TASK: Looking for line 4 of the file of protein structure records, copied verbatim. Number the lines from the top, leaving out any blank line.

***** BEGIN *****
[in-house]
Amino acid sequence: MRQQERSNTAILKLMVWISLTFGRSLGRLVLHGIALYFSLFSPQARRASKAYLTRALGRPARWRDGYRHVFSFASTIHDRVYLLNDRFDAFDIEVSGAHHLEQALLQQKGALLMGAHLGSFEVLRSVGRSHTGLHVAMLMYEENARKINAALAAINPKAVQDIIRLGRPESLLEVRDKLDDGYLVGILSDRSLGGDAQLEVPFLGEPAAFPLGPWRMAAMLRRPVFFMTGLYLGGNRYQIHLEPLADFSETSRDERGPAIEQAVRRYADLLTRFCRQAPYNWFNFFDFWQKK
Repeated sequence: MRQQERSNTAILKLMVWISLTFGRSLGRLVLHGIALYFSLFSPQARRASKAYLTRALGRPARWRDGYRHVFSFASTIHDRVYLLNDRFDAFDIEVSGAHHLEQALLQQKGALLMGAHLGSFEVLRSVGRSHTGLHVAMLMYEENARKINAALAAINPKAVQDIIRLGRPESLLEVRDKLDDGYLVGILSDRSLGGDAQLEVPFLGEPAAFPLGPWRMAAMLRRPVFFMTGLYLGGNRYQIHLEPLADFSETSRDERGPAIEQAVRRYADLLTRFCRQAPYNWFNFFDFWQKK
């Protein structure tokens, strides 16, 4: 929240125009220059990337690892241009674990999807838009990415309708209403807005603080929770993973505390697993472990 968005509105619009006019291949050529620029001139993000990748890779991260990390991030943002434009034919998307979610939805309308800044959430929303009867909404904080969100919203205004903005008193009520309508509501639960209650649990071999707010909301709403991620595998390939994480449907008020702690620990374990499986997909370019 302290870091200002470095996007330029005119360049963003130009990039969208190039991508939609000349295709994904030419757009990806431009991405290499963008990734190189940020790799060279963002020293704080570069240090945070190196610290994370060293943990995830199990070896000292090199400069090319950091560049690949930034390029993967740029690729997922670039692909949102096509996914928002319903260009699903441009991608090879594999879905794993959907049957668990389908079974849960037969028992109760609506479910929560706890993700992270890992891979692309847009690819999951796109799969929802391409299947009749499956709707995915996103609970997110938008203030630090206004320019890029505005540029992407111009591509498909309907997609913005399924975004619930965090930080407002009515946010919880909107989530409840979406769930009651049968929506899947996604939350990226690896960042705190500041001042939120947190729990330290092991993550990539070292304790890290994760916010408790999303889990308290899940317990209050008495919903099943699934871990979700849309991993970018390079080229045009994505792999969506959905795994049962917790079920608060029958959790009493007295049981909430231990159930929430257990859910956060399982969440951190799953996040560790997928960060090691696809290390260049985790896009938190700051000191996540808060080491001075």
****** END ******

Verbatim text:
């Protein structure tokens, strides 16, 4: 929240125009220059990337690892241009674990999807838009990415309708209403807005603080929770993973505390697993472990 968005509105619009006019291949050529620029001139993000990748890779991260990390991030943002434009034919998307979610939805309308800044959430929303009867909404904080969100919203205004903005008193009520309508509501639960209650649990071999707010909301709403991620595998390939994480449907008020702690620990374990499986997909370019 302290870091200002470095996007330029005119360049963003130009990039969208190039991508939609000349295709994904030419757009990806431009991405290499963008990734190189940020790799060279963002020293704080570069240090945070190196610290994370060293943990995830199990070896000292090199400069090319950091560049690949930034390029993967740029690729997922670039692909949102096509996914928002319903260009699903441009991608090879594999879905794993959907049957668990389908079974849960037969028992109760609506479910929560706890993700992270890992891979692309847009690819999951796109799969929802391409299947009749499956709707995915996103609970997110938008203030630090206004320019890029505005540029992407111009591509498909309907997609913005399924975004619930965090930080407002009515946010919880909107989530409840979406769930009651049968929506899947996604939350990226690896960042705190500041001042939120947190729990330290092991993550990539070292304790890290994760916010408790999303889990308290899940317990209050008495919903099943699934871990979700849309991993970018390079080229045009994505792999969506959905795994049962917790079920608060029958959790009493007295049981909430231990159930929430257990859910956060399982969440951190799953996040560790997928960060090691696809290390260049985790896009938190700051000191996540808060080491001075």